A man who was said to be a Venetian was hung in the Mercato Nuovo, for having stolen some florns off a money-changer's table the evening before, in broad daylight; and he had been caught and taken to the rector,(1) and was condemned to be hung.
At this time Signor Roberto made an incursion into the Pisan district with many men, and came as far as the Port of Pisa and set it on fire, but did not do it much harm; and then he advanced into the Val di Calci, and burnt the mills and took much booty, after which he retired beyond the Serchio. And in this direction the Duke of Calabria(2) penetrated as far as the Poggio Imperiale, with the design of capturing it, but he did not succeed.
And meanwhile our troops advanced as far as Siena, and pillaged the country, and took a certain fort called Selvoli and held it for some time, that is to say, till the 4th April.
And the plague was making now great ravages, having increased again.
And we were continually raising fresh bands of infantry; and the Venetians sent us a number of soldiers, that were all despatched to the Pisan territory.
And the Capitano now went into the Pisan territory, awaiting Count Carlo(3) and a large body of cavalry.
(1) The rector of the Arte del Cambio (Money-chamber's Guild).
(2) Alfonso d'Aragona, son of Ferdinando, King of Naples.
(3) Count Carlo da Montone, son of the famous Braccio, sent by the Venetians to aid the Florentines.
The authorities considered that this new tax of the Scala was not a suitable one for the city; therefore they had recourse to the Sesto again, and doubled it, with advantage, as it seemed to those who understood the business. But certainly some people were already in sorry plight were completely ruined by the Sesto.
We took Ficheruolo.(1)
(1) The text appears to say that the Florentines or the League besieged and took this place; but it really was exactly the contrary. Ficheruolo belonged to the Duke of Ferrara, with whom the Florentines were allied, and now fell into the hands of the Venetians.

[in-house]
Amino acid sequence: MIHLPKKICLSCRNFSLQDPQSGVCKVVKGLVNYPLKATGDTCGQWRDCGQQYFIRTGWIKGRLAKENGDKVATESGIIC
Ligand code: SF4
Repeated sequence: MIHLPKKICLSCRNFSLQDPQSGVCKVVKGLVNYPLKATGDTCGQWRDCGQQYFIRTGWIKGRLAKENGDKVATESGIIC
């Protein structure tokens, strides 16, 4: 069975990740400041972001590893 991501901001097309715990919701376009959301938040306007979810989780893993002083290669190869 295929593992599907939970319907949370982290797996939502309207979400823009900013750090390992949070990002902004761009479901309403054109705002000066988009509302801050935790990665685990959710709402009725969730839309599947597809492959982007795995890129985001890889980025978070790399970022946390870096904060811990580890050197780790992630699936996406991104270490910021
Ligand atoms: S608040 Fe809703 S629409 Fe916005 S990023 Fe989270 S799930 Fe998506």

Roberto il Magnifico(1) died at Rome; he who had been so famous for his victory over the Duke of Calabria near Rome, when he took 300 men-at-arms. These two great captains died with a few days of each other, just when they imagined that they were at the height of their glory. What errors are made by the world! Men incur so many perils in order to slay and kill others, and to obtain a short-lived fame on this earth, not considering what it means to kill a man, and how soon they themselves will have to die and render an account.
Some of the Turks whom the duke was sending back, passed through. As 400 of them had deserted to the Venetians, he thought it best to send back the remainder; and we raised a Christian brigade for him here in Florence.
During this August of 1483, the Duke of Calabria captured many fortresses in Lombardy from the Venetians,(1) and crushed the Venetian troops in such a manner that they could not hold out any longer. This occurred because the Church had excommunicated all those who gave aid to the Venetians, which prevented them having soldies from beyond the Alps. And the fleet of the King of Naples came into the port of Ancona, and that of the Venetians set out to find it. But on the 5th September, the king's fleet sailed away without waiting for their opponents. Great things had been expected if they had encountered each other.
(1) From the 12th December, 1482, the Pope had made peace with the League, and then associated himself with it in the war against Venice.
We received news of the Peace.(1) There were bonfires and great rejoicings.
(1) The peace between the Venetians and the Lega Santissima (Most Holy League).
2nd April. It was said that a league had been made between the Venetians, the Duke of Milan, the Emperor, the Pope, the King of Spain, and the Genoese; and we should be given till the end of April to decide whether we would join it.